And, from the limited evidence we have, I can’t say that I am impressed by the intelligence of Zerlina Maxwell, either. She is an attorney, yet she has just advocated that real harm — albeit not physical harm — come to those who are accused of rape, regardless of whether they have actually raped anyone. Why? Because “the costs of wrongly disbelieving a survivor far outweigh the costs of calling someone a rapist.” Yet, her prescription would assign real costs to people who have done nothing wrong!
Rape is a crime which is treated very differently in this country: almost no media, including the professional media and independent blogs, The First Street Journal among them, will keep the name of a woman who has claimed to have been raped confidential.3 The reason is clear: real reputational harm has come to victims before.
An obvious, if partial, solution is to keep the names of those accused of rape confidential as well, until the legal system has had the opportunity to work through the case. The real problem with “Jackie’s” story, and the Duke lacrosse case, and the Tawana Brawley case,4 is that the left have politicized these cases, using the allegations to push for regulations and laws attempting all sorts of silly changes. Our good friend Amanda Marcotte set up the straw man:
Interesting how rape apologists think that if they can “discredit” one rape story, that means no other rape stories can be true, either.
— Amanda Marcotte (@AmandaMarcotte) December 5, 2014
No, not at all. What it does mean is that not every rape allegation is true . . . as Miss Marcotte ought to know very well from her jumping in on the Duke lacrosse case. But, rather than admit that this was yet another case of the left trying to take political advantage of a story that isn’t true, she doubled down.
It should be considered an axiom: the more the left sensationalize a case or an event, the less likely it is that the story is true. If Rolling Stone and its silly reporter had tried to be actual journalists, and checked out the story before publishing it, it would never have been published, and there would have been little harm done. Instead, people like Miss Marcotte have actually hurt the people they claim to want to help: women who really have been assaulted. Miss Maxwell claimed that an attitude of incredulity toward rape claims harms rape victims, a point with which I agree, but it is precisely the politicization of unproven claims, claims which turned out to be false, which foster incredulity.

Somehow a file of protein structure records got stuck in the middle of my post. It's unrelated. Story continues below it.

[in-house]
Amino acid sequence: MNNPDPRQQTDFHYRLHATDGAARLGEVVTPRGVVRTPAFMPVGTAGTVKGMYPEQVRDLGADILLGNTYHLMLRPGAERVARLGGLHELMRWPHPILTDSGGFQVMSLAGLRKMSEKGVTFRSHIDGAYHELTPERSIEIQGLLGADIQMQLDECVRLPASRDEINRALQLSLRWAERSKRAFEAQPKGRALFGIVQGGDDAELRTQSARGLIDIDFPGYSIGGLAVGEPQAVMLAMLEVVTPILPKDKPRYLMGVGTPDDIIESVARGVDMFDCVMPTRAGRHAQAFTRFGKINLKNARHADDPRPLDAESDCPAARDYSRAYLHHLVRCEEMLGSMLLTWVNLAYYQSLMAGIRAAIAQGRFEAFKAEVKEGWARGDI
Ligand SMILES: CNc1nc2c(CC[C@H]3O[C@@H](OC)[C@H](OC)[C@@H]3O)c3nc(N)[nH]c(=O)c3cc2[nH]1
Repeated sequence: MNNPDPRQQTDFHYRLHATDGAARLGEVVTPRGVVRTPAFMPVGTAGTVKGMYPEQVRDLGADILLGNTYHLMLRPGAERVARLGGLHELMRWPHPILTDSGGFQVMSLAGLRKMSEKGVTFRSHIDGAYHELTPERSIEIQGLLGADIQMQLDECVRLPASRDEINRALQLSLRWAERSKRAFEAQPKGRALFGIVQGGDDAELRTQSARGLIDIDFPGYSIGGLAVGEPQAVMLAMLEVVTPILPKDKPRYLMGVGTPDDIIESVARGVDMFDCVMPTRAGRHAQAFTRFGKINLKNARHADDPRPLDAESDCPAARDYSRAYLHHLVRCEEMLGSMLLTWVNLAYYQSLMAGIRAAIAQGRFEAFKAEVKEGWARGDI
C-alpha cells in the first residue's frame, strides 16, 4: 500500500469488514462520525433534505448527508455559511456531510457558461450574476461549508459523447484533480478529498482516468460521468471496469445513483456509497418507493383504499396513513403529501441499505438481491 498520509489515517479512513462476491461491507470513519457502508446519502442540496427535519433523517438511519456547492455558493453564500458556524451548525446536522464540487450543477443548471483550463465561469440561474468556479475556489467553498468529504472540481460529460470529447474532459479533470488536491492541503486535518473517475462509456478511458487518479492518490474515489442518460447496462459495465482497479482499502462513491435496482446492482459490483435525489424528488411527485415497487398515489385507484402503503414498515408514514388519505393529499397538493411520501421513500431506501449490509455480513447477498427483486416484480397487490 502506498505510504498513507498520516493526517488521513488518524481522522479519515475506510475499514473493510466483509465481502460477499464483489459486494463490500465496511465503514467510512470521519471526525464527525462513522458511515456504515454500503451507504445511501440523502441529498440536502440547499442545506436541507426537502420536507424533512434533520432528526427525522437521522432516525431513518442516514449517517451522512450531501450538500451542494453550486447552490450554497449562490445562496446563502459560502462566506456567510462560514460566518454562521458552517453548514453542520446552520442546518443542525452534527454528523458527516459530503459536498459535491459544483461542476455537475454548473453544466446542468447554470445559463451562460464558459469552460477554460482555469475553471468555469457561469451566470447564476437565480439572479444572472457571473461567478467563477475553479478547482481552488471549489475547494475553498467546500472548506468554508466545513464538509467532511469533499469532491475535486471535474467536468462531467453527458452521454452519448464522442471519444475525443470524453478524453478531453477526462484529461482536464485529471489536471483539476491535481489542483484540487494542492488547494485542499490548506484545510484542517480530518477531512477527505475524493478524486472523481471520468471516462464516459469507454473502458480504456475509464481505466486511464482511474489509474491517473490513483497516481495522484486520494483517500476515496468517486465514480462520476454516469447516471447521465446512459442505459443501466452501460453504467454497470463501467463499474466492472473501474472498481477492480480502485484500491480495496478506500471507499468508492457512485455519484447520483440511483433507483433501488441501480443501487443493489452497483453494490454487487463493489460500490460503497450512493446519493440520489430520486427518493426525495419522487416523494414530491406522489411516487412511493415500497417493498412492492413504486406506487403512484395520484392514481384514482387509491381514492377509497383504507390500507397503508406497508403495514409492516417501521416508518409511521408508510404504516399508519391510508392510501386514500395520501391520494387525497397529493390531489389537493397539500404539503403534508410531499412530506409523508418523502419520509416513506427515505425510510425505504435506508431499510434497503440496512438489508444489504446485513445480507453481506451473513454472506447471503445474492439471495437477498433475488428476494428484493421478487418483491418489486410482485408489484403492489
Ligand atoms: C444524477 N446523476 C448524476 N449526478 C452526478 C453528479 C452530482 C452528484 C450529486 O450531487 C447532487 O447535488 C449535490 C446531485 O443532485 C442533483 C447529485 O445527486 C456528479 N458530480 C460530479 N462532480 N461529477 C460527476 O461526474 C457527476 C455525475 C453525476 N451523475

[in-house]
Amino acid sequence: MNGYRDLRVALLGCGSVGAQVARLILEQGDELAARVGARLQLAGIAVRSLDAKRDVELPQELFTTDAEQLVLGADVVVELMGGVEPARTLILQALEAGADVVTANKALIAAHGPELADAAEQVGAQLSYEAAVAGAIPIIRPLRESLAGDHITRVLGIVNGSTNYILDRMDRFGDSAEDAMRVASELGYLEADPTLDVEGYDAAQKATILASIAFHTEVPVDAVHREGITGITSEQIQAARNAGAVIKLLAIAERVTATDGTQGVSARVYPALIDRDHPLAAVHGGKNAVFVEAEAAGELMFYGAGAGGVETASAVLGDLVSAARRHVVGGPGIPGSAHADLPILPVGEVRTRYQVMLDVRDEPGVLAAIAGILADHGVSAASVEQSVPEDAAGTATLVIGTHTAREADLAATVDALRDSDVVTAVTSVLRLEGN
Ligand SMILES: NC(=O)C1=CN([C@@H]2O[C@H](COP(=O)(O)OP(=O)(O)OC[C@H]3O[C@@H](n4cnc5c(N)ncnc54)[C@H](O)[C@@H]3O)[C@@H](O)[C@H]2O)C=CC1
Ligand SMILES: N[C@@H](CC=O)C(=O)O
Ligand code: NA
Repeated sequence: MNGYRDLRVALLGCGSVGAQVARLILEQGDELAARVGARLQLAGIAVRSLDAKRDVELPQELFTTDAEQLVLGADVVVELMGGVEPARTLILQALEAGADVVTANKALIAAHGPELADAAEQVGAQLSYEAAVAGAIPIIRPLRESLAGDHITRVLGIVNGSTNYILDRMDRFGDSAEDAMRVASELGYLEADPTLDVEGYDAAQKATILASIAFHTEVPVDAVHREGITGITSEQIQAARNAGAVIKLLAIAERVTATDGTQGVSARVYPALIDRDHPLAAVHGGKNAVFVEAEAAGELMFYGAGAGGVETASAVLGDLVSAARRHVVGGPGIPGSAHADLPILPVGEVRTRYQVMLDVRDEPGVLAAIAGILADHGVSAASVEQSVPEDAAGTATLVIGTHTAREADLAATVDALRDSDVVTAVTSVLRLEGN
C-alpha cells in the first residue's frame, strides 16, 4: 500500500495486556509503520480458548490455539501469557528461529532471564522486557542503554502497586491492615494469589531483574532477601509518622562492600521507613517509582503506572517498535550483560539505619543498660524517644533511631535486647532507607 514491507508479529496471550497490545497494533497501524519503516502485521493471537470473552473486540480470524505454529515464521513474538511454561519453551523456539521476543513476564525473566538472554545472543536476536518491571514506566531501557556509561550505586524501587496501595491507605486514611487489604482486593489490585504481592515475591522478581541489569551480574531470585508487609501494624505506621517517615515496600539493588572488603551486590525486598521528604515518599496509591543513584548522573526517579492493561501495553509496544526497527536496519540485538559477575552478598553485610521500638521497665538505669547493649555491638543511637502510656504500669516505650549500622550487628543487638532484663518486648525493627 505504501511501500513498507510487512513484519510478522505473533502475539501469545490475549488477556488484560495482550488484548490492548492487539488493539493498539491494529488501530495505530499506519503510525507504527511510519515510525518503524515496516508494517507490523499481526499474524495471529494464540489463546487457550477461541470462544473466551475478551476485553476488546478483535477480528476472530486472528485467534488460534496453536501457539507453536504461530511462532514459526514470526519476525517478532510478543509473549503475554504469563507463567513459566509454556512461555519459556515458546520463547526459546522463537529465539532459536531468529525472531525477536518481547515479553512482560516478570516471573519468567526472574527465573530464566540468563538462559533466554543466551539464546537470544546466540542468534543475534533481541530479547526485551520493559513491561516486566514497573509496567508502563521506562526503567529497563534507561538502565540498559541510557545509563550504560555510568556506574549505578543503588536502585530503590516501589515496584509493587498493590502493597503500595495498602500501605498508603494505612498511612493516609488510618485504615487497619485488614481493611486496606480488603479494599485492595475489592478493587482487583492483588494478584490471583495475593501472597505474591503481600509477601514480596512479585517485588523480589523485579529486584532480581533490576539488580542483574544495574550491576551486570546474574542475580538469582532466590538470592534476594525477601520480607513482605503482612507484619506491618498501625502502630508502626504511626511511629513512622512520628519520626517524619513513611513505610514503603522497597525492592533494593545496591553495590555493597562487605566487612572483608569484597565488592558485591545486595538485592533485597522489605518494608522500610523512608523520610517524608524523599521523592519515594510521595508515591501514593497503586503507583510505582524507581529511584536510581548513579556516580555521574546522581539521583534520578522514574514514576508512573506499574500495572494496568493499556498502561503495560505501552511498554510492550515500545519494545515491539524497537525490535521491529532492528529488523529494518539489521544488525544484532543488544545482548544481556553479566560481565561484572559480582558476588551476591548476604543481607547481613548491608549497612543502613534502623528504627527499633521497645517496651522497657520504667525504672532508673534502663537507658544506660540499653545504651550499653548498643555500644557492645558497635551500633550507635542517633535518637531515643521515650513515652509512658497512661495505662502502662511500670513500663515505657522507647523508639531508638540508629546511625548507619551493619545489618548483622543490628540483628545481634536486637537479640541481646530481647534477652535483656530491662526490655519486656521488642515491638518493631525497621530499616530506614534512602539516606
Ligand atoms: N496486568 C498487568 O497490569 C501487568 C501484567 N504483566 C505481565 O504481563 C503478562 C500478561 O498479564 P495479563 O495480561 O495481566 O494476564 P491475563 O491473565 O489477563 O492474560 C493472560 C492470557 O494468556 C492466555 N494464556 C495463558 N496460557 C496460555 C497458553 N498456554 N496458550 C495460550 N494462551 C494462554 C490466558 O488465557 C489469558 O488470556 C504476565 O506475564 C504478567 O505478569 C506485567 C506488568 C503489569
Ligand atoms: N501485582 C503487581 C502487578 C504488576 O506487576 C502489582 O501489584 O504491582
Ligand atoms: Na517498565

Not that that matters, of course; the important point is to make the political case, and if some no name, male or female, happens to get hurt, well that’s progress — and progressives! — for you. After all, you can’t make an omelet without breaking some eggs!
- SooperMexican: Feminists Are In Full Mouth-Foaming Meltdown Over Rolling Stone Gang-Rape Retraction
- The Victory Girls: Rolling Stone UVA Story Is Epic Failure For Journalism And Rape Victims
- Le*gal In*sur*rec*tion: The Other Collapsing Campus Rape Story
- Hot Air: WaPo media critic: Fire everyone associated with Rolling Stone’s UVa rape story
- Zerlina Maxwell is a political analyst, speaker, lawyer, and writer. She typically writes about national politics and cultural issues including domestic violence, sexual assault, and gender inequality. ↩
- Each received a $20 million settlement from Duke University. ↩
- However, The First Street Journal will publish the name of someone who makes a false accusation of rape, as Crystal Gail Mangum did in the Duke lacrosse case. ↩
- Pushed by the despicable Al Sharpton ↩